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July 11, 1978 - Image 11

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Michigan Daily, 1978-07-11

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The Michigan Daily-Tuesday July 11, 1978-Page 11
ERAklobbyists take message to Congress

WASHINGTON (AP) - Supporters of
the Equal Rights Amendment (ERA)
met with members of Congress yester-
day to ask for more time to seek
ratification of the embattled amen-
dment.
Mildred Jeffrey, head of the National
Women's Political Caucus, estimated
that up to 5,000 women and men lobbied
Congress during the day for an exten-
sion of the ratification period.
A SMALLER NUMBER of opponents
of the amendment also were visiting
members of Congress. There was no
estimate of their number.
"I don't think any reasonable man
will want to go down in history as the
man who stood between women and the
Constitution," said Allie Hixson of
Greensburg, Ky.
"That's what this is all about," she
said. "We're talking to our
congressman, Romano Mazzoli, who
has said all along he's for the ERA but
is now waffling on an extension of time.
Hut if you're for the ERA, you're for the
extension."
THE PRO-ERA lobbyists were
carrying that message to Congress
following a march and rally Sunday by
thousands of ERA supporters.
MIchael Miller, of an Oklahoma
group called "OK Men for ERA," said
he and his wife were trying to change
the minds of their delegation, most of
whom oppose the ERA.
"We need the extension because in-
transigent legislators in Oklahoma
have stuck their feet in the sand and
said they can hold out until March 22,"
he said as he set out for the Capitol.
"We're trying to say they can't do that.
They will have to fight us every year.
We want to get Oklahoma as one of the
38 ratifying states and with an exten-
sion we can do that."
THE LOBBYISTS focused much of
their effort on the 34 members of the
House Judiciary Committee who are
considering legislation to provide seven
more years for states to act on the
amendment after the initial seven-year
deadline expires March 22, 1979.
Voters tofa
referendut
(Continued from Page 1)
felonies in a 15-year period beforehand.
Bail could also be denied to those
charged with murder, treason, rape,
armed robbery or kidnapping.
A MEASURE TO put the capital
punishment issue on the ballot failed to
collect enough signatures. State Rep.
Kirby Holmes (R-Utica) whd comman-
ded the petition drive, was only able to
gather approximately 230,000names.
A spokesman for the Elections
Division said his office will issue an of-

At present, there aren't enough votes
to get the proposal out of the commit-
tee. Mazzoli, a Kentucky Democrat, is
considered one of the swing votes.
Another swing vote is Rep. Hamilton
Fish, (R-N.Y.), who declined
repeatedly to say how he would vote,
during visits with constituents and ERA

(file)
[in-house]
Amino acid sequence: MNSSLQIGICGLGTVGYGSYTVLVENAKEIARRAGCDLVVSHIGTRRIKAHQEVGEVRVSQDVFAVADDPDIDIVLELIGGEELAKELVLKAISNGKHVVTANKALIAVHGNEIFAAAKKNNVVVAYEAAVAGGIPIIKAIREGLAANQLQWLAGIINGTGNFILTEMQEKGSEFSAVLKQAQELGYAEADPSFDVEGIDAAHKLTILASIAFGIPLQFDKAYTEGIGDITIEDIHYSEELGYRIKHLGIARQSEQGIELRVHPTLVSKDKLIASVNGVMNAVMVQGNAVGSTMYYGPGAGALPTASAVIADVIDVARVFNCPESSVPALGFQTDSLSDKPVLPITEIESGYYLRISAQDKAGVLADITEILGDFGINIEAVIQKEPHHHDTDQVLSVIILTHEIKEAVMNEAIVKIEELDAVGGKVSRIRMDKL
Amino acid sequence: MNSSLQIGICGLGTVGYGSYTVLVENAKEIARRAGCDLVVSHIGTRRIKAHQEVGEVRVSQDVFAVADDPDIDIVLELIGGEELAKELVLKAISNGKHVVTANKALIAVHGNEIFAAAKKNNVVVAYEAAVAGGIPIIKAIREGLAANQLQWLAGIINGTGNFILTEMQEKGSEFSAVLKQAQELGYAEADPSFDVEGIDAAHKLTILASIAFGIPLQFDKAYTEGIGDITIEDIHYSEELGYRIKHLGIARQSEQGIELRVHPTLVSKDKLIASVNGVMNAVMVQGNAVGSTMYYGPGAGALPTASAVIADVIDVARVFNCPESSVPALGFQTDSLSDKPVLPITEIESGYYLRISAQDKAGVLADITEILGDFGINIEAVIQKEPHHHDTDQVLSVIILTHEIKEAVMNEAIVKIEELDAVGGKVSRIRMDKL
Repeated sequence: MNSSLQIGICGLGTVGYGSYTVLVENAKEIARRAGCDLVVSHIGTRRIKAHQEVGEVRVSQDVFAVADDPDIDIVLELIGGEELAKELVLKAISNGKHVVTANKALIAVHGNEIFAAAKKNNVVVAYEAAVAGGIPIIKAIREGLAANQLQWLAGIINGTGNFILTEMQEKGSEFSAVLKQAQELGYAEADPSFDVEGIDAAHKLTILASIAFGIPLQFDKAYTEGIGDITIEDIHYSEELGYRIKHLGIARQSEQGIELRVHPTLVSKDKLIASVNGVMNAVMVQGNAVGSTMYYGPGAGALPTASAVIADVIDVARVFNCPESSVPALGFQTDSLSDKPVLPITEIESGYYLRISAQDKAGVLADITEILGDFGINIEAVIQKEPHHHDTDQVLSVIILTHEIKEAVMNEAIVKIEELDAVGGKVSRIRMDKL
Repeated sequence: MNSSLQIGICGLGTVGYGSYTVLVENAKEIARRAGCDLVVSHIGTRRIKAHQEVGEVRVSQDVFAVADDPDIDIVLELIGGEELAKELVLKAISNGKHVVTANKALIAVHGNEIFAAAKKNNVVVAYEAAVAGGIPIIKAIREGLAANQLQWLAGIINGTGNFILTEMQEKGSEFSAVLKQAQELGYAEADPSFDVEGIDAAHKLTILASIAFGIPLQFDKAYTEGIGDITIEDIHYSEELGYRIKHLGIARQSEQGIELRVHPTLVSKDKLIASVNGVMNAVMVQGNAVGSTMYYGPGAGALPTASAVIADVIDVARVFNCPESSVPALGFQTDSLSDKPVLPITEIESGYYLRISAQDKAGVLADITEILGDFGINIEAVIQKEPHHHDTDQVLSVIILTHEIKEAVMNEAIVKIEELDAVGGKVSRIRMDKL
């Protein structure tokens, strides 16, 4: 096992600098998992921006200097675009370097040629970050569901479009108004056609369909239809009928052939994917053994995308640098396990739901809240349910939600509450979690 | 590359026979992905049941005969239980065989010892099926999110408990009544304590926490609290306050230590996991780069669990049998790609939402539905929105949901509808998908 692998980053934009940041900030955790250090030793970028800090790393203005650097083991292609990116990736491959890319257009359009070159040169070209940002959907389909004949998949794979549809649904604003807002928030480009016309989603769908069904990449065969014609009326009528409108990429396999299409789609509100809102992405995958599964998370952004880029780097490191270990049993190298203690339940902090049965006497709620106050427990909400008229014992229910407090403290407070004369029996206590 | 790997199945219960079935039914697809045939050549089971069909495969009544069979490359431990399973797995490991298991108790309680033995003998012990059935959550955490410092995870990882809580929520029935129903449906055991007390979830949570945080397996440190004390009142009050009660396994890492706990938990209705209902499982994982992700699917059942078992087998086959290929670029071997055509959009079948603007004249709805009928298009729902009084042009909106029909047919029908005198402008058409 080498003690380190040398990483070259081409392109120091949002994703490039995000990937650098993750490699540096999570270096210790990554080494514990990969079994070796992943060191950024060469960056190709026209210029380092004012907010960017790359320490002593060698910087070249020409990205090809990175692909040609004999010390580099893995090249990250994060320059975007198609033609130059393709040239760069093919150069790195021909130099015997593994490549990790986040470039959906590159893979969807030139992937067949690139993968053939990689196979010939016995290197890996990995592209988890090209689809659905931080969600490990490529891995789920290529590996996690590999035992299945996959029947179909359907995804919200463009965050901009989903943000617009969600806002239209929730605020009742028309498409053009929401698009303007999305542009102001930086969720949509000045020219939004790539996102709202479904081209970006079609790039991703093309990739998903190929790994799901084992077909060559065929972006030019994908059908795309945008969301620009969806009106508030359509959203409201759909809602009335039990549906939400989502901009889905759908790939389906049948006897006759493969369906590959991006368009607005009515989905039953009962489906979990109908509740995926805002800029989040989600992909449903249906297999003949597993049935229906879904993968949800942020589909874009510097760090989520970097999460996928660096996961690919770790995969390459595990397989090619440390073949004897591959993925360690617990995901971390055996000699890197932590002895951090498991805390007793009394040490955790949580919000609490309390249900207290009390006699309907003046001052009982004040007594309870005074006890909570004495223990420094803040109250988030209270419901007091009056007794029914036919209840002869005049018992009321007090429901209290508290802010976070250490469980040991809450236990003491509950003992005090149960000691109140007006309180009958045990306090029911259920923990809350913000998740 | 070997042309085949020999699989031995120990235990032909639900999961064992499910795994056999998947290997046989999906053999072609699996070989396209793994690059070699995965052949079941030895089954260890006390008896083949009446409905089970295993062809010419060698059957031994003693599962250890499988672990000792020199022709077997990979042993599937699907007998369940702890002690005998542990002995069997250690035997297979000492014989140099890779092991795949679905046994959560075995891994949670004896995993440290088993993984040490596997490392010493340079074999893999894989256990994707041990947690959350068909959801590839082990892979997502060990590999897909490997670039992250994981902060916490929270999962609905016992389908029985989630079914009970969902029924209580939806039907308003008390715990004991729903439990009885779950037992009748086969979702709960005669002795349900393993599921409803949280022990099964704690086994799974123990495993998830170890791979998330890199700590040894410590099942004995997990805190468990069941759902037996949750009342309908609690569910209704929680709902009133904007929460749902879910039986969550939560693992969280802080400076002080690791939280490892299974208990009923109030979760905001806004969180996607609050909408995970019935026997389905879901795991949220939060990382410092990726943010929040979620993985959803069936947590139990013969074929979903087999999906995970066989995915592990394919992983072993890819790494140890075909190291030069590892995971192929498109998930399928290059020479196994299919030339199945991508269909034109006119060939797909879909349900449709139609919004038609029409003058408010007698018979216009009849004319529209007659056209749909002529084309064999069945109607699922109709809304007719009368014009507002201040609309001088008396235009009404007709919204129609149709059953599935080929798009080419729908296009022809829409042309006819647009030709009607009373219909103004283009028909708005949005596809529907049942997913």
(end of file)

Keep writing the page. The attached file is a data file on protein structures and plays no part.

supporters and opponents.
"MY DISTRICT is overwhelmingly
for the ERA but I don't think they know
what they are asking for with the exten-
sion," Fish told one group of 24 ERA
supporters who crowded into his office.
"This is the first time Congress has
ever been asked to do this."
He said he understood that 20 of the 34
committee members would oppose the
extension proposal as it is now written.
Some persons favor reducing the exten-
sion to four years and others want it
made clear that states can use any ex-

tra time to rescind their approval of the
ERA if they wish.
"At least you should help get the
proposal out of committee and then you
could vote against it on the House
floor," said Jane Elven of Putnam
Lake, N.Y. "This is so important a
national issue it shouldn't be blocked in
committee."
FISH SAID, "I want to do the right
thing. I am not going to make a
precedent on this by taking one flimsy
reed and adding another and end up
with a long branch that gives Congress
power it doesn't have ... I don't want
to do something just because it is
politically expedient."
At one meeting Fish held with about
100 ERA supporters, several opponents
of the measure disputed reports that up
to 100,000 persons participated in Sun-
day's march. One opponent argued that

the crowd included "a large proportion
of lesbians," but she was shouted down
by the ERA supporters.
CARTOON COPS
WASHINGTON (AP) - Sketches
made by police artists after talking to
witnesses have helped put hundreds of
criminals behind bars, according to
National Geographic.
It says, "so convincing are some
sketches that the mere sight of them
has helped convict criminals."
Donald Cherry, police artist in the
District of Columbia, says a good wit-
ness for him is not only the person with
a good memory, but the individual with
whom he can establish. easy rapport
during an interview. Says Cherry, "It's
the person open to suggestion, who can
let the mind wander a little, so it can
produce those fleeting memories of